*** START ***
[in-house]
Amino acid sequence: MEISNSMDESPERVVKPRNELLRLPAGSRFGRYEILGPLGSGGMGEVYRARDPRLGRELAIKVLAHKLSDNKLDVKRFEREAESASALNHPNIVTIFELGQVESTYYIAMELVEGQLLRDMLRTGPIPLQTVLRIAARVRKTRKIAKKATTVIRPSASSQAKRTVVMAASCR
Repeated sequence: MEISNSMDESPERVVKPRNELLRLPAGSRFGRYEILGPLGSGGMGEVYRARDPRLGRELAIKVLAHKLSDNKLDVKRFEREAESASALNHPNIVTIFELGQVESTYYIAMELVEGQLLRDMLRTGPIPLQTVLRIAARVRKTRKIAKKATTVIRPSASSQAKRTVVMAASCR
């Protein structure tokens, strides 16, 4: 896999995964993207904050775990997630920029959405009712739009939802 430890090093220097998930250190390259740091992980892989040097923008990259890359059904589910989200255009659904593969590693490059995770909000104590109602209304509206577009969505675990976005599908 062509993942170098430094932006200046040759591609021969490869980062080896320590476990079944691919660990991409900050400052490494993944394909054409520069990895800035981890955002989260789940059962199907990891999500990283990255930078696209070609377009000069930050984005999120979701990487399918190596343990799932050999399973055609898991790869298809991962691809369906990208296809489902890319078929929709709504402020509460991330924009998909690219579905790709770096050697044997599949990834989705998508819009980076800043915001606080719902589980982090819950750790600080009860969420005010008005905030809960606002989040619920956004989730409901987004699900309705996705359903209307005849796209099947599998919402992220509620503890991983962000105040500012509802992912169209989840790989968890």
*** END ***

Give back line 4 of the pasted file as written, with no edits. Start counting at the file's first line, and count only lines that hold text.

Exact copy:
């Protein structure tokens, strides 16, 4: 896999995964993207904050775990997630920029959405009712739009939802 430890090093220097998930250190390259740091992980892989040097923008990259890359059904589910989200255009659904593969590693490059995770909000104590109602209304509206577009969505675990976005599908 062509993942170098430094932006200046040759591609021969490869980062080896320590476990079944691919660990991409900050400052490494993944394909054409520069990895800035981890955002989260789940059962199907990891999500990283990255930078696209070609377009000069930050984005999120979701990487399918190596343990799932050999399973055609898991790869298809991962691809369906990208296809489902890319078929929709709504402020509460991330924009998909690219579905790709770096050697044997599949990834989705998508819009980076800043915001606080719902589980982090819950750790600080009860969420005010008005905030809960606002989040619920956004989730409901987004699900309705996705359903209307005849796209099947599998919402992220509620503890991983962000105040500012509802992912169209989840790989968890």